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Deutsche Post-DHL has come under renewed fire for its labour practices in India, after a report commissioned by the International Transport Workers Federation (ITF) was released yesterday accuses it of using tactics to stop employees joining unions and engaging in collective bargaining.

The 28-page report, a copy of which has been passed to The Loadstar, alleges that despite claims to the contrary, DHL India has consistently intimidated and discriminated against pro-union workers; reclassified the employment status of a whole set of couriers into “low-level management” to prevent them from joining a union; and followed a legal strategy designed to see legal disputes tied up in Indian courts for years by using the protracted appeals process.

Report author Professor John Logan, director of labour and employment studies at San Francisco State University’s school of business, conducted interviews with DHL workers in Delhi, Mumbai, Kolkata and Chennai and discovered “a pervasive sense of fear that exists within the service centres when it comes to union activity, which affects both union members and non-members”.

A central claim of the report is that DHL India has restarted a policy of transferring workers whom they suspect of attempting union activity to other centres, particularly between Delhi and Kolkata.

“Pro-union couriers in Delhi and Kolkata say they have repeatedly been threatened with relocation – a threat especially powerful for two reasons: first, workers have experienced or heard of previous alleged punishment relocations and believe they could be the next victims; second, in India forced relocations such as these can have a devastating impact on the lives of the workers concerned who are forced to lived hundreds of miles away from their families – Delhi and Kolkata, for example, are over 1,500 km apart.”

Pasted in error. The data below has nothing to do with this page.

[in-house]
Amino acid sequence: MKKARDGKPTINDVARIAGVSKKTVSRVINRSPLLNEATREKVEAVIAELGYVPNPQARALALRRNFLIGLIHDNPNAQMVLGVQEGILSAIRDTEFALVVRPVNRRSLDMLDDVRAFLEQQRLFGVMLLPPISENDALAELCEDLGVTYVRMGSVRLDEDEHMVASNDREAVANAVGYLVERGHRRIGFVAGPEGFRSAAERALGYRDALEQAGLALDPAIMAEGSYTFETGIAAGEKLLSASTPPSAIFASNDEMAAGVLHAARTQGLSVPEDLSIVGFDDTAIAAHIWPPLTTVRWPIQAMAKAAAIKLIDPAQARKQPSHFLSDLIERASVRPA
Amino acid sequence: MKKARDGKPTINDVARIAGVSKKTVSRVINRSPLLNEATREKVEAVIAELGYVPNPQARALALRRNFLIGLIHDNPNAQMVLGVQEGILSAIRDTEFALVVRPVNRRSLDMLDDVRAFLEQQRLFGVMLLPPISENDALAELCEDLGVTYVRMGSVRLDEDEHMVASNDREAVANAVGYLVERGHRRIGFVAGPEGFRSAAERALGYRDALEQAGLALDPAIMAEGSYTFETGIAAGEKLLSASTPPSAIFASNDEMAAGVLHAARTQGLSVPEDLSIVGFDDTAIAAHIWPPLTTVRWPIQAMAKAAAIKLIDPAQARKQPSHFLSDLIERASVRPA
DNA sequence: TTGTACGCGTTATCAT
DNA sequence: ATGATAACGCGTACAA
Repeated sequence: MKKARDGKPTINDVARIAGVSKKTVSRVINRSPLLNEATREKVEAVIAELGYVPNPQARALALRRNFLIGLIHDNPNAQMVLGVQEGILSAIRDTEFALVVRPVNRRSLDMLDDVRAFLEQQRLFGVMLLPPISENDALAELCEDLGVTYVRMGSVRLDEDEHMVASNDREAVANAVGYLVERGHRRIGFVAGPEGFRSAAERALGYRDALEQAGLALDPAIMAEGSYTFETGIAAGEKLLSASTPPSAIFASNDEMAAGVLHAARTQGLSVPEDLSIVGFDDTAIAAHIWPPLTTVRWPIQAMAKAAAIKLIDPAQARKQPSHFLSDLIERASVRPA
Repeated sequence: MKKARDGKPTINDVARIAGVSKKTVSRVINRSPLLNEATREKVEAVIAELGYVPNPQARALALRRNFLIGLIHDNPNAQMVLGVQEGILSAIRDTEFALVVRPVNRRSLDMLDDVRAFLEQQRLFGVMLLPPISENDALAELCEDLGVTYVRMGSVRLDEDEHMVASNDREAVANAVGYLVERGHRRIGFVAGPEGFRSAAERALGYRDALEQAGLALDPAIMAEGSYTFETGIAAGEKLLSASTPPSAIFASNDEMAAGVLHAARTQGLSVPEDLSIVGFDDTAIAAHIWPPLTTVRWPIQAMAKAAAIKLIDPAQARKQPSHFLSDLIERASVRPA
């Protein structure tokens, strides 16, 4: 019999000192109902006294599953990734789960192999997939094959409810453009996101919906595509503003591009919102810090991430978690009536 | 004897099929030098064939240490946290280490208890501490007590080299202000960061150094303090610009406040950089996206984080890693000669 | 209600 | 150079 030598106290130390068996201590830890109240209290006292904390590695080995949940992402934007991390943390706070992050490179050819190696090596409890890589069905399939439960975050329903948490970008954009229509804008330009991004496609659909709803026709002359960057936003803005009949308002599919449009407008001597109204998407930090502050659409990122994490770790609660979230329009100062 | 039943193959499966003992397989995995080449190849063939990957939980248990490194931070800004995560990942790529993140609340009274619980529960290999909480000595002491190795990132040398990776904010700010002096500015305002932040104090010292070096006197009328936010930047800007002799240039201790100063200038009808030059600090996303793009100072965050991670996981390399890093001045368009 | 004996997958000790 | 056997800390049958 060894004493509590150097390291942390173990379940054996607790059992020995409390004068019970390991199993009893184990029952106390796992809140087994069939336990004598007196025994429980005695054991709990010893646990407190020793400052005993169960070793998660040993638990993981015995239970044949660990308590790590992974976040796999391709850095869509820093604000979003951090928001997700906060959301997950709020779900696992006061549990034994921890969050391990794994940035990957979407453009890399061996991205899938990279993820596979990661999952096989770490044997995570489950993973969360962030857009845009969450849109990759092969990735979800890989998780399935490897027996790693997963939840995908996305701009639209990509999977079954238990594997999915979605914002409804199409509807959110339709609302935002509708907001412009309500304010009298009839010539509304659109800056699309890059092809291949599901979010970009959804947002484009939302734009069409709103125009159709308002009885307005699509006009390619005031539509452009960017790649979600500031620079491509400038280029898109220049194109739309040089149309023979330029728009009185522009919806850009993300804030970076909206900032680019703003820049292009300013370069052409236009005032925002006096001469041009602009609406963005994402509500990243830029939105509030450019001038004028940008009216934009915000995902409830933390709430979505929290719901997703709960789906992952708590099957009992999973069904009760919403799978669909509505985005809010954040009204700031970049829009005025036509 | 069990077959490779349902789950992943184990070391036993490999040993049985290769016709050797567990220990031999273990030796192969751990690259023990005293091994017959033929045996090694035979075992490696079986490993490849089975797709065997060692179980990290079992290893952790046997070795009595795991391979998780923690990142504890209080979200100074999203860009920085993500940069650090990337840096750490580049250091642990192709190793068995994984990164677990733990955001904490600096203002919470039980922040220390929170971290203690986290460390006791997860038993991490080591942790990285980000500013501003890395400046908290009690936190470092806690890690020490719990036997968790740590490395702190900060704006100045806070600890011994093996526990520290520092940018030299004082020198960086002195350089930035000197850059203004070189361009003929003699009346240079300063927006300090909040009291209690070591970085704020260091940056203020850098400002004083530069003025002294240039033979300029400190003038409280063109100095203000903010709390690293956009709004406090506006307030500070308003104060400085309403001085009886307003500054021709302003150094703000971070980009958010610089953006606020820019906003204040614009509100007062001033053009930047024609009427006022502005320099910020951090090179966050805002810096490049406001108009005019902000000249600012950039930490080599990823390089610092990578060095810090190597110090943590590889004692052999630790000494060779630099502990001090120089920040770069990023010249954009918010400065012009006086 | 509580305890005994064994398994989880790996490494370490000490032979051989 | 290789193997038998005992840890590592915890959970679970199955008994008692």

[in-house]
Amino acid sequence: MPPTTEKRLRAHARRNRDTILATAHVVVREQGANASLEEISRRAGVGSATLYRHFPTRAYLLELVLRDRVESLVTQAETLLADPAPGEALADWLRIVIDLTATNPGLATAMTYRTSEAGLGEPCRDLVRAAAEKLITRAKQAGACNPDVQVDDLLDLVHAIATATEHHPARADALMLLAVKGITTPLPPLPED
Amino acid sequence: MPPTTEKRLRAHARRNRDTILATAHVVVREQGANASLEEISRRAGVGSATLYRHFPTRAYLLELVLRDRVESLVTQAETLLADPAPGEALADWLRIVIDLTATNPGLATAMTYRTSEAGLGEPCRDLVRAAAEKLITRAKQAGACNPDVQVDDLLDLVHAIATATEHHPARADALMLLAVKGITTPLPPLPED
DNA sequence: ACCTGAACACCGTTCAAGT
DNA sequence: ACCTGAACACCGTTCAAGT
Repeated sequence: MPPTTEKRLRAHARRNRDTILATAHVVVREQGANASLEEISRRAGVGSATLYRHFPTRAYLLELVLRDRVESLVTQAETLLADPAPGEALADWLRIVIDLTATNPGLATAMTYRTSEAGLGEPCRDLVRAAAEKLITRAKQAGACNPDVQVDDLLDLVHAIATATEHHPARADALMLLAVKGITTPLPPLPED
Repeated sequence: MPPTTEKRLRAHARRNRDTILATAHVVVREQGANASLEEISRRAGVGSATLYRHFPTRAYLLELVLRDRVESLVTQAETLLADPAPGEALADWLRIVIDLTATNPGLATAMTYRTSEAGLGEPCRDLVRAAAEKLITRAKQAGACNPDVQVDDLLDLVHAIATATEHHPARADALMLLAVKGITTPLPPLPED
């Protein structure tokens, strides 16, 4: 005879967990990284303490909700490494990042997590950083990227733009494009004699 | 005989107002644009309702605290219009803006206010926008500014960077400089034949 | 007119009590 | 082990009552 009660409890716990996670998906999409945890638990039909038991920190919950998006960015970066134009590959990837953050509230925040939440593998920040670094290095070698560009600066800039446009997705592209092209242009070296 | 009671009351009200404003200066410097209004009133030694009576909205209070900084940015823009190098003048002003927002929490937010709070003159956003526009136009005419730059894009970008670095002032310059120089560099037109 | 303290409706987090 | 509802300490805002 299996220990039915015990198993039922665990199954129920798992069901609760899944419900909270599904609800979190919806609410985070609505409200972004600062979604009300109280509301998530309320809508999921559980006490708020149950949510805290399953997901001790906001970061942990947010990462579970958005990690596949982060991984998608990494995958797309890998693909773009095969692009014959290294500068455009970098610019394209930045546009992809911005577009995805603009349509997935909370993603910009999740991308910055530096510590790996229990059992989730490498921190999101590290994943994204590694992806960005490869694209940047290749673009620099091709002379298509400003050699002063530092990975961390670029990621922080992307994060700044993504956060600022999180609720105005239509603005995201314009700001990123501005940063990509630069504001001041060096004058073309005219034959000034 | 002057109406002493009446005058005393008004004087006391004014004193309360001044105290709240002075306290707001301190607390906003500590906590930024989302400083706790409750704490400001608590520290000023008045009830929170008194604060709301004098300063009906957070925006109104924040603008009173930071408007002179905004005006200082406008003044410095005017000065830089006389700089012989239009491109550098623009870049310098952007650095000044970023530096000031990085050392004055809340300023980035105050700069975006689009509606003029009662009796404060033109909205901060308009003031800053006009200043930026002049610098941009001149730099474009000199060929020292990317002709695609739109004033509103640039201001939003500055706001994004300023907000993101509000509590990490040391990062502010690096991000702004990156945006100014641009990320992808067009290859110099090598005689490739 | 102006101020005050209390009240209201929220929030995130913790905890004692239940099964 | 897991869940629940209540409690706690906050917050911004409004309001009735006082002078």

In addition, many couriers claimed to have had their employment status changed, under duress, from “workmen”, known under Indian employment law as “R” and “S” grade, to “Hay” grade, which is low-level management and thus means the employees are ineligible to join the DHL Employees Union.

“Couriers at Delhi and Kolkata who were already employed at DHL (and Airfreight before that) under ‘workmen’ grades say they were told they must sign the letters converting them to Hay grade or else there would be no job for them at DHL,” the report says.

Despite the change in employment status, the couriers claimed their jobs had remained exactly the same.

“They did not take on any managerial, supervisory or administrative functions, but kept performing the same courier functions that they had always performed – loading, unloading and delivering packages and parcels, which are the basic tasks performed by every courier at DHL, whether they are classified as workmen or Hay grade.”

And in those cases where DHL India has been legally challenged over these moves, Prof Logan wrote that “the company knows that if the conflict over the status of the employees proceeds through the Indian legal system, and it appeals unfavourable decisions at every step, the case could languish in the courts for decades”.

As for existing union members and their representatives, “union officials and committee members describe their current relationship with management as ‘absolutely terrible’, and they say that DHL has ‘no respect’ but ‘utter contempt’ for core labour rights at the company”.

He added that the DHL Employees Union had outlined four main grievances against the company.

“First, the company refuses to recognise the right of Hay-grade couriers to join the union, and refuses even to discuss this issue with the union. Second, the company has refused to discuss the union’s charter of demands from April 2013 and June 2014. Third, the company has refused to pay last year’s annual increment and performance bonus to Hay-grade couriers in Delhi. Finally, management has discriminated against pro-union couriers in scheduling, leave, assignments and several other important areas of work.”

This is not the first time that DHL India’s labour relations practices have come under the spotlight and at the beginning of 2014, DP-DHL head office in Bonn 2014 announced it would launch a series of “industrial relations assessments” at the company’s service centres across the country.

However, Professor Logan wrote: “It appears that not one single employee who has alleged anti-union discrimination has participated in the company’s official investigation into that victimisation, which is a stunning omission.”

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